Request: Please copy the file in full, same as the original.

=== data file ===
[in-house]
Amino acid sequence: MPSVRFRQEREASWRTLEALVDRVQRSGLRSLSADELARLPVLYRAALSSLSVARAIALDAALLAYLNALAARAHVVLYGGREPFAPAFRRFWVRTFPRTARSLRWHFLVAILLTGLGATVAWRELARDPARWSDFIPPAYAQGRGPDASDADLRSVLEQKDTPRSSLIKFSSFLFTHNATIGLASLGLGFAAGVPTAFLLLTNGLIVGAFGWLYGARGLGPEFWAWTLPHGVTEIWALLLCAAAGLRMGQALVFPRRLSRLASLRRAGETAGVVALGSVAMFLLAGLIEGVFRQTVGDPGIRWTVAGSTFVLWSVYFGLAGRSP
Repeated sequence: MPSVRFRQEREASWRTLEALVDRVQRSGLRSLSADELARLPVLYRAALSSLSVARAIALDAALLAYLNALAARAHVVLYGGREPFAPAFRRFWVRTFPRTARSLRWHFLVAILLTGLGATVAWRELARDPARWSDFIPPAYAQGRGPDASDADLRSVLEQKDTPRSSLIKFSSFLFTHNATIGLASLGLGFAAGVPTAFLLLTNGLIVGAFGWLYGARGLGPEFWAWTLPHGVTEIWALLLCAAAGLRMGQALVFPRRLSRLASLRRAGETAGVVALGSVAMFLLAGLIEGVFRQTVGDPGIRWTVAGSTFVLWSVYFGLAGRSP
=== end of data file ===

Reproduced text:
[in-house]
Amino acid sequence: MPSVRFRQEREASWRTLEALVDRVQRSGLRSLSADELARLPVLYRAALSSLSVARAIALDAALLAYLNALAARAHVVLYGGREPFAPAFRRFWVRTFPRTARSLRWHFLVAILLTGLGATVAWRELARDPARWSDFIPPAYAQGRGPDASDADLRSVLEQKDTPRSSLIKFSSFLFTHNATIGLASLGLGFAAGVPTAFLLLTNGLIVGAFGWLYGARGLGPEFWAWTLPHGVTEIWALLLCAAAGLRMGQALVFPRRLSRLASLRRAGETAGVVALGSVAMFLLAGLIEGVFRQTVGDPGIRWTVAGSTFVLWSVYFGLAGRSP
Repeated sequence: MPSVRFRQEREASWRTLEALVDRVQRSGLRSLSADELARLPVLYRAALSSLSVARAIALDAALLAYLNALAARAHVVLYGGREPFAPAFRRFWVRTFPRTARSLRWHFLVAILLTGLGATVAWRELARDPARWSDFIPPAYAQGRGPDASDADLRSVLEQKDTPRSSLIKFSSFLFTHNATIGLASLGLGFAAGVPTAFLLLTNGLIVGAFGWLYGARGLGPEFWAWTLPHGVTEIWALLLCAAAGLRMGQALVFPRRLSRLASLRRAGETAGVVALGSVAMFLLAGLIEGVFRQTVGDPGIRWTVAGSTFVLWSVYFGLAGRSP